Operating on the assumption of what you think customers' needs are rather than talking with them directly to follow up can lead to big (and expensive) missteps. Highland recently partnered with Children’s Hospital of Wisconsin on a customer journey mapping project to help them better understand the experiences of parents and children in their ER. According to Christopher Neuharth, CHW’s Director of Digital Health & Experience, the information they learned through the journey mapping process was critical in helping them make the right business decisions:
“Had we not done this process we likely would have invested money in the wrong sort of technology. The journey mapping process helped dramatically decrease our risk in technology selection and got us pointed in the right direction as a new team.”
If your leadership team is hesitant about exploring new CX initiatives, try asking them when you last talked with your customers. If it’s a tough question to answer, it might be time to reconnect with the people who make your business possible.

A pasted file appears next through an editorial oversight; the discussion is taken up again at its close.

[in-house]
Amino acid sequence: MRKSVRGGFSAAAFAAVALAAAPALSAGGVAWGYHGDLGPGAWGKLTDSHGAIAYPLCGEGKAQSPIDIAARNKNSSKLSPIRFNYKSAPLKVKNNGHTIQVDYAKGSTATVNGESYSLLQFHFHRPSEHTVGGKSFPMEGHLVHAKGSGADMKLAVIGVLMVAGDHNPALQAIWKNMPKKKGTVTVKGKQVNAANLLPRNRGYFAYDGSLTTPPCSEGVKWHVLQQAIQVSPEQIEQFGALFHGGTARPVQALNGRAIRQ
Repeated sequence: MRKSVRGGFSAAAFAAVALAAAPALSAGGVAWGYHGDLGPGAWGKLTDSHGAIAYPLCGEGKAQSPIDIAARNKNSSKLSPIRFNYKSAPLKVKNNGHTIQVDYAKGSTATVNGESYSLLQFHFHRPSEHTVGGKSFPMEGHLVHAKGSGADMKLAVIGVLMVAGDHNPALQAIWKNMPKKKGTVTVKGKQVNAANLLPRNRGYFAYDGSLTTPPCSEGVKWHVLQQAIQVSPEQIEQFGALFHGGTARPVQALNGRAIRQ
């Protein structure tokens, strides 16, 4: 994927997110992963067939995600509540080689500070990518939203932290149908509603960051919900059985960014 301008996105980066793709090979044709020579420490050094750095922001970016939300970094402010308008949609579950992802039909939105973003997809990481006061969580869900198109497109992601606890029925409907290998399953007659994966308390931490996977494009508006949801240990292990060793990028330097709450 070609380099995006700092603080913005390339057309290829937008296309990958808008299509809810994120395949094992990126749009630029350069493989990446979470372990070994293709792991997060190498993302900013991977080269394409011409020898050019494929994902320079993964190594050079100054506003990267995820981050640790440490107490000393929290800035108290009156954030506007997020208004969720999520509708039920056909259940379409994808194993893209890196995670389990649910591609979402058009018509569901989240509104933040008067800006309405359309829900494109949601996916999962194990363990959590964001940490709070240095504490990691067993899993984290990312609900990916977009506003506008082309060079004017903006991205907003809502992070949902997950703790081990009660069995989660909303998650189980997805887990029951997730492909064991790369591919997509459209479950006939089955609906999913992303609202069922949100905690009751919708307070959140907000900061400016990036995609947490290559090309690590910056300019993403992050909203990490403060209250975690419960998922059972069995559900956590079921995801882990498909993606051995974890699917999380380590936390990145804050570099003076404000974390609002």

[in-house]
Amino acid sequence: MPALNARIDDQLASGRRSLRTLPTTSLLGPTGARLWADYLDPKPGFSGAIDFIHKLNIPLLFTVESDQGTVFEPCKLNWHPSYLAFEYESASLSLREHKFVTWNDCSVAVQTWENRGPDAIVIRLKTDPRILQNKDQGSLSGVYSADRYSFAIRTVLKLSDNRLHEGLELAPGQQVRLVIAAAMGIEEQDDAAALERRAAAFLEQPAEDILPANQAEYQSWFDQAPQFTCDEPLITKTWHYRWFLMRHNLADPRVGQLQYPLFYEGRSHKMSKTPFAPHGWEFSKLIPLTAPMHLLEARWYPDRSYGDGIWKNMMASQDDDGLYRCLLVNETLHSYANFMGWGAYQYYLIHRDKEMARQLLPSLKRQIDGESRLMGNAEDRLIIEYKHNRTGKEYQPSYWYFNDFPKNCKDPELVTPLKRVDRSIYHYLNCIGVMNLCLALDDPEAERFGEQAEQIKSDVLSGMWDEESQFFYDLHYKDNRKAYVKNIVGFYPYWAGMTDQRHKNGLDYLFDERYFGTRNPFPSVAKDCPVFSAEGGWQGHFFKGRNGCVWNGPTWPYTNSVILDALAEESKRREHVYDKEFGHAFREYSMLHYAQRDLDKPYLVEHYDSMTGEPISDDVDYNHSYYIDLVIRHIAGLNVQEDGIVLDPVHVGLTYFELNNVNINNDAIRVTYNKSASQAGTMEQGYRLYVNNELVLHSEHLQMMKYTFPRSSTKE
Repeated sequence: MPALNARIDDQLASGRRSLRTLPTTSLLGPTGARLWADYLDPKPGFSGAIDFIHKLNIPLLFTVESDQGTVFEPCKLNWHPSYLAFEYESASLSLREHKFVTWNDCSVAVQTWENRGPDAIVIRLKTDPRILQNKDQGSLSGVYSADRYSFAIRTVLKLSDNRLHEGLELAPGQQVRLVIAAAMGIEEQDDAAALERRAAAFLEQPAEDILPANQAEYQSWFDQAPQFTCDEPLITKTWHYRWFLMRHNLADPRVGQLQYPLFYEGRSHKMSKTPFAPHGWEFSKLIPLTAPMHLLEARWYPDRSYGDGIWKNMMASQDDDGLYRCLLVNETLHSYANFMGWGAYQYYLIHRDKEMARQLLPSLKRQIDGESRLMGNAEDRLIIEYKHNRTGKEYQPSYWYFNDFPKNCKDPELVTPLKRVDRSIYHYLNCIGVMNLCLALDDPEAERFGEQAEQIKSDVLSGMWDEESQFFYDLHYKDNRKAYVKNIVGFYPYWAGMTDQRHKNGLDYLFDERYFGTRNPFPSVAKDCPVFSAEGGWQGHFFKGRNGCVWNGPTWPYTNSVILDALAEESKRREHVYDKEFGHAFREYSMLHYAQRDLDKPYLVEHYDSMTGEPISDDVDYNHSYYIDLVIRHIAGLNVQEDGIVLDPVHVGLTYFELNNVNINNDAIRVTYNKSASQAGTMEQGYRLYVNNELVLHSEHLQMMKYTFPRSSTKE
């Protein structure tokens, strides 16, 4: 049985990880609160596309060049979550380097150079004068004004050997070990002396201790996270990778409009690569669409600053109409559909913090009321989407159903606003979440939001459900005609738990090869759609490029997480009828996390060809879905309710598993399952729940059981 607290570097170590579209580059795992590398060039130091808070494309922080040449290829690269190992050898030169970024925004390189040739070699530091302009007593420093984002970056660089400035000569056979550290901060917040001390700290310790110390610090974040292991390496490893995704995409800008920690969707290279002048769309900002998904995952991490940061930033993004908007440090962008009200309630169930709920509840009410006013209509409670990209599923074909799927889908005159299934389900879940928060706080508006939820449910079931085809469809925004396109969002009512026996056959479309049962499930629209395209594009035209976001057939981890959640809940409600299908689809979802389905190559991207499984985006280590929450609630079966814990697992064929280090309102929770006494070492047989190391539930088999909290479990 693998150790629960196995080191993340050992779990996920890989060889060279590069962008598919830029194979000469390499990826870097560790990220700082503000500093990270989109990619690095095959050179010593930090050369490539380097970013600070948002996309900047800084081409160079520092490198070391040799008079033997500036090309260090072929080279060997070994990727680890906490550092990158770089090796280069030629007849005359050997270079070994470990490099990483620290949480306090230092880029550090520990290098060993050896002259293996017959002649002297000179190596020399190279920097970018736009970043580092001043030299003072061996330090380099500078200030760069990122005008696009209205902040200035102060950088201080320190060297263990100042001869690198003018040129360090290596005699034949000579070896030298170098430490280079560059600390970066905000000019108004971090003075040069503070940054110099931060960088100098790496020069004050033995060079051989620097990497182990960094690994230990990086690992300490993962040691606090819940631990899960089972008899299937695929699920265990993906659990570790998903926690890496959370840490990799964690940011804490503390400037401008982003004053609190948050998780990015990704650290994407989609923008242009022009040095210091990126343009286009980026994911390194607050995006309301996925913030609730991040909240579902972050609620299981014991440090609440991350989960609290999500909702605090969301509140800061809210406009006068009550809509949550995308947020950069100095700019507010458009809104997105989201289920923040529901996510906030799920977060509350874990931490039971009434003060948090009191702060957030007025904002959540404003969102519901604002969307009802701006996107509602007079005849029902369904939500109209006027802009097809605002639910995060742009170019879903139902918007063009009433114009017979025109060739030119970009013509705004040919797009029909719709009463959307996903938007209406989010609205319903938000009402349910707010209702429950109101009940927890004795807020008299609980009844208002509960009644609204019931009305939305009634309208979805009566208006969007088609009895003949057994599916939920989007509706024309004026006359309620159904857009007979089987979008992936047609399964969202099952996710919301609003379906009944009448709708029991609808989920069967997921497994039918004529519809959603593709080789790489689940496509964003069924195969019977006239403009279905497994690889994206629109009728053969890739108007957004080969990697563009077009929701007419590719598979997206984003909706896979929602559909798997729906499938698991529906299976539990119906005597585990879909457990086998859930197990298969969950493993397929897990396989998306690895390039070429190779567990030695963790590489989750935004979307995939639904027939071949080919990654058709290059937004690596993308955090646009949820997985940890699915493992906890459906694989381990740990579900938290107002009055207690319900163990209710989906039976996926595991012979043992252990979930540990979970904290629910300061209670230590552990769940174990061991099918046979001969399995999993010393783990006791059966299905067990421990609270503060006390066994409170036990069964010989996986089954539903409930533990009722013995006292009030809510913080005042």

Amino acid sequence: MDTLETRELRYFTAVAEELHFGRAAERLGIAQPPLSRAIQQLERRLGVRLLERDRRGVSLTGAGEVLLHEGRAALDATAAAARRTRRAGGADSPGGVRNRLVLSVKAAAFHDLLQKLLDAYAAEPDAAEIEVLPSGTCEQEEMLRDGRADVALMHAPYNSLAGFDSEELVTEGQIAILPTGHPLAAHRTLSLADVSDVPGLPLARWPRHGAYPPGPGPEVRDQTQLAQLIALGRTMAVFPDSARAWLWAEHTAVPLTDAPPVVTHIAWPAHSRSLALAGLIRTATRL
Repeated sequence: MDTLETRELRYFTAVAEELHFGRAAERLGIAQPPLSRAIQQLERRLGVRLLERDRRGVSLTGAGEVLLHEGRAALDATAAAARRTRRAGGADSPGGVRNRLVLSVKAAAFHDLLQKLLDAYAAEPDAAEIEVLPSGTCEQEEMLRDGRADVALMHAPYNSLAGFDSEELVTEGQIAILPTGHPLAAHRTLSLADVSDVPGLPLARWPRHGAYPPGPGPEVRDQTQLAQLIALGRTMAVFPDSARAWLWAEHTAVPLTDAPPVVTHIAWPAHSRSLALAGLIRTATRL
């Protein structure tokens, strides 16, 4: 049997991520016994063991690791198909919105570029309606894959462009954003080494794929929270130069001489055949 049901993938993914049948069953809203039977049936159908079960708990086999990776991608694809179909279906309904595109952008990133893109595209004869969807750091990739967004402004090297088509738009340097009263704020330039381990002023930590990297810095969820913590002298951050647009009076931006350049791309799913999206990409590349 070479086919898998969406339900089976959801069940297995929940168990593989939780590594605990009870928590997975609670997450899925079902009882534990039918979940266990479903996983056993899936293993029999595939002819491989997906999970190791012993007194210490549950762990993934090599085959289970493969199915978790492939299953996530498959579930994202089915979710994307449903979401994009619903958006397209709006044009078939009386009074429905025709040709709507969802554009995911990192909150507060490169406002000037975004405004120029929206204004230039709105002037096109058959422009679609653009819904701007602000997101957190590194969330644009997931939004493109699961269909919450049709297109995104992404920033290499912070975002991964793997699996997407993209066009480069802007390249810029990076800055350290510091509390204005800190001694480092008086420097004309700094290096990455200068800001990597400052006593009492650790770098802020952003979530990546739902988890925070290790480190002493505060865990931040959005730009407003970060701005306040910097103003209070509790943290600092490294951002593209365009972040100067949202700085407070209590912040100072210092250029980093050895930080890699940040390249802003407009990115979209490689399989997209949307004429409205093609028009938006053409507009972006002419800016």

3. Get them involved
Getting leadership directly involved in a short, high-impact CX project is a great way to expose them to customer-centric thinking and get them excited about potential outcomes. There are a few simple and fun ways to do this:
Try running a one-day design dash (a shorter version of a design sprint) to solve an internal challenge. Choose a challenge that is easy to tackle but will make an impact. Here’s all the design sprint documentation you could ever need.
Bring in an outside facilitator to lead a strategy session. These sessions can help businesses identify the high-priority issues that they’re facing as an organization and understand which CX initiatives are best suited to solve them. Highland facilitates meetings like this all the time (and they’re affordable!) — you can get in touch if you want to learn more about them.
Do a few customer interviews to demonstrate the value of direct customer feedback. We use an interview format called Guided Storytelling that helps customers unpack the experience of interacting with your product, messaging or service and to highlight pain points. We created a one-page guide with tips on how to conduct a great Guided Storytelling interview.
Create your own customer journey map. If you’ve got a bit more time, we created a guide on how to create your own journey map in just four weeks!